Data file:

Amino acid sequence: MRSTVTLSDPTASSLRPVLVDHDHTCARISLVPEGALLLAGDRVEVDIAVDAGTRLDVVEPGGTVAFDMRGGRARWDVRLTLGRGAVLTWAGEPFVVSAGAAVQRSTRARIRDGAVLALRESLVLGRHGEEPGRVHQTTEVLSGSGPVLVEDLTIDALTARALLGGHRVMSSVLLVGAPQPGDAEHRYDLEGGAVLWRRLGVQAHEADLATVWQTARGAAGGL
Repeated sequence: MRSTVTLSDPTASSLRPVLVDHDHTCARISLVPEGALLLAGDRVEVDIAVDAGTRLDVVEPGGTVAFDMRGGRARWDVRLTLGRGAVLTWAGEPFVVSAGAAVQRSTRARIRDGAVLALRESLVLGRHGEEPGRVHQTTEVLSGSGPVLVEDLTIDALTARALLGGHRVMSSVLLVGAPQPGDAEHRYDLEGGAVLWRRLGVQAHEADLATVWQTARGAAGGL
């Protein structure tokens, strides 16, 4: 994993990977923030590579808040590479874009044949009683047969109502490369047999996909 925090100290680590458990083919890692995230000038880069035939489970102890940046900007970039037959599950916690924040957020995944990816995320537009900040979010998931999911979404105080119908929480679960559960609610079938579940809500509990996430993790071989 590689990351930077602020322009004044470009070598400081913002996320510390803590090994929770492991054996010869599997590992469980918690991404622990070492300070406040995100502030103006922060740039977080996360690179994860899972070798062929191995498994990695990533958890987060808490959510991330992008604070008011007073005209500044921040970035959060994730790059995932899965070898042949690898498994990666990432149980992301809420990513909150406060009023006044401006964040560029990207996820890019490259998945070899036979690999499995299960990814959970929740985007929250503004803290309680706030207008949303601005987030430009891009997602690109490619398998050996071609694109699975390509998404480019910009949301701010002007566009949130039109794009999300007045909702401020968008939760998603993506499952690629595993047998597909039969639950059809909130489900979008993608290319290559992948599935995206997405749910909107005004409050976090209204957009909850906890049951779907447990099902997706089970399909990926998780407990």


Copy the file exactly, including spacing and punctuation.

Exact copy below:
Amino acid sequence: MRSTVTLSDPTASSLRPVLVDHDHTCARISLVPEGALLLAGDRVEVDIAVDAGTRLDVVEPGGTVAFDMRGGRARWDVRLTLGRGAVLTWAGEPFVVSAGAAVQRSTRARIRDGAVLALRESLVLGRHGEEPGRVHQTTEVLSGSGPVLVEDLTIDALTARALLGGHRVMSSVLLVGAPQPGDAEHRYDLEGGAVLWRRLGVQAHEADLATVWQTARGAAGGL
Repeated sequence: MRSTVTLSDPTASSLRPVLVDHDHTCARISLVPEGALLLAGDRVEVDIAVDAGTRLDVVEPGGTVAFDMRGGRARWDVRLTLGRGAVLTWAGEPFVVSAGAAVQRSTRARIRDGAVLALRESLVLGRHGEEPGRVHQTTEVLSGSGPVLVEDLTIDALTARALLGGHRVMSSVLLVGAPQPGDAEHRYDLEGGAVLWRRLGVQAHEADLATVWQTARGAAGGL
């Protein structure tokens, strides 16, 4: 994993990977923030590579808040590479874009044949009683047969109502490369047999996909 925090100290680590458990083919890692995230000038880069035939489970102890940046900007970039037959599950916690924040957020995944990816995320537009900040979010998931999911979404105080119908929480679960559960609610079938579940809500509990996430993790071989 590689990351930077602020322009004044470009070598400081913002996320510390803590090994929770492991054996010869599997590992469980918690991404622990070492300070406040995100502030103006922060740039977080996360690179994860899972070798062929191995498994990695990533958890987060808490959510991330992008604070008011007073005209500044921040970035959060994730790059995932899965070898042949690898498994990666990432149980992301809420990513909150406060009023006044401006964040560029990207996820890019490259998945070899036979690999499995299960990814959970929740985007929250503004803290309680706030207008949303601005987030430009891009997602690109490619398998050996071609694109699975390509998404480019910009949301701010002007566009949130039109794009999300007045909702401020968008939760998603993506499952690629595993047998597909039969639950059809909130489900979008993608290319290559992948599935995206997405749910909107005004409050976090209204957009909850906890049951779907447990099902997706089970399909990926998780407990």